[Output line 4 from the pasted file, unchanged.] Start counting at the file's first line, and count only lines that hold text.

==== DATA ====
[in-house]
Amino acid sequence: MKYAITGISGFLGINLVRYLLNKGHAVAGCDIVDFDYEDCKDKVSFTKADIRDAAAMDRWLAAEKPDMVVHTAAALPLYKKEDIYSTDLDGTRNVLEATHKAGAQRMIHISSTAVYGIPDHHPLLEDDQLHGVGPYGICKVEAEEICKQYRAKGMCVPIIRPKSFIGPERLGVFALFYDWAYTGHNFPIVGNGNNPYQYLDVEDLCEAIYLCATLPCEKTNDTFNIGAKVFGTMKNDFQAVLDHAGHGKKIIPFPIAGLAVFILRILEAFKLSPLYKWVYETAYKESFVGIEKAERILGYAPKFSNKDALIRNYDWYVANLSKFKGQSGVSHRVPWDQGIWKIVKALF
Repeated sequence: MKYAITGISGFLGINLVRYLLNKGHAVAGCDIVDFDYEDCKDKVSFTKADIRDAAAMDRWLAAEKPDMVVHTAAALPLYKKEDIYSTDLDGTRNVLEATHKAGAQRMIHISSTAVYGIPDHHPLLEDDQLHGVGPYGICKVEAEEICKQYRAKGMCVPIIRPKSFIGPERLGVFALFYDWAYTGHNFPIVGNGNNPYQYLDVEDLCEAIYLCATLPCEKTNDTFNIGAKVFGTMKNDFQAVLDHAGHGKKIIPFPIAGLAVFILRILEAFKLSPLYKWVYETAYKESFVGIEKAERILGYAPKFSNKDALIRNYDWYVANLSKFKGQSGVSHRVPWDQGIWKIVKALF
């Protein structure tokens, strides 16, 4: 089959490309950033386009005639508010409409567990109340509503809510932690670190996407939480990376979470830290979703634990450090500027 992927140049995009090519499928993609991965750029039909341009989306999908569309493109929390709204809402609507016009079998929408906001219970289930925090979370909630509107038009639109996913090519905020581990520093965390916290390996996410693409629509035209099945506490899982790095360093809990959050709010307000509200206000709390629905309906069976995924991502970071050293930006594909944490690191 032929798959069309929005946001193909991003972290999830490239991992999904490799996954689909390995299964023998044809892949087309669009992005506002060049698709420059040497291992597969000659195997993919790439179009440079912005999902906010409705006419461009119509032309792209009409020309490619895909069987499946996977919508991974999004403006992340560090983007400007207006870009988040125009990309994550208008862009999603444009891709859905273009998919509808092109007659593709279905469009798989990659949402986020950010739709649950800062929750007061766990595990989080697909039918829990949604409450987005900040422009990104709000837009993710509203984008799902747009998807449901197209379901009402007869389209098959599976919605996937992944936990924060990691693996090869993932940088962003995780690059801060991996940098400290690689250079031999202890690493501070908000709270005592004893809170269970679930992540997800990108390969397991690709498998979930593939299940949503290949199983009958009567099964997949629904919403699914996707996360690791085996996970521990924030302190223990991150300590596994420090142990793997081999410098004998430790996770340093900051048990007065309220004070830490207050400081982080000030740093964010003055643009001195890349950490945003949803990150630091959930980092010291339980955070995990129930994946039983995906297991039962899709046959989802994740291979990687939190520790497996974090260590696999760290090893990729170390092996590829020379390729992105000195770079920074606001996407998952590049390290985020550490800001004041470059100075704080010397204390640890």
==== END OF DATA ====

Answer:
């Protein structure tokens, strides 16, 4: 089959490309950033386009005639508010409409567990109340509503809510932690670190996407939480990376979470830290979703634990450090500027 992927140049995009090519499928993609991965750029039909341009989306999908569309493109929390709204809402609507016009079998929408906001219970289930925090979370909630509107038009639109996913090519905020581990520093965390916290390996996410693409629509035209099945506490899982790095360093809990959050709010307000509200206000709390629905309906069976995924991502970071050293930006594909944490690191 032929798959069309929005946001193909991003972290999830490239991992999904490799996954689909390995299964023998044809892949087309669009992005506002060049698709420059040497291992597969000659195997993919790439179009440079912005999902906010409705006419461009119509032309792209009409020309490619895909069987499946996977919508991974999004403006992340560090983007400007207006870009988040125009990309994550208008862009999603444009891709859905273009998919509808092109007659593709279905469009798989990659949402986020950010739709649950800062929750007061766990595990989080697909039918829990949604409450987005900040422009990104709000837009993710509203984008799902747009998807449901197209379901009402007869389209098959599976919605996937992944936990924060990691693996090869993932940088962003995780690059801060991996940098400290690689250079031999202890690493501070908000709270005592004893809170269970679930992540997800990108390969397991690709498998979930593939299940949503290949199983009958009567099964997949629904919403699914996707996360690791085996996970521990924030302190223990991150300590596994420090142990793997081999410098004998430790996770340093900051048990007065309220004070830490207050400081982080000030740093964010003055643009001195890349950490945003949803990150630091959930980092010291339980955070995990129930994946039983995906297991039962899709046959989802994740291979990687939190520790497996974090260590696999760290090893990729170390092996590829020379390729992105000195770079920074606001996407998952590049390290985020550490800001004041470059100075704080010397204390640890």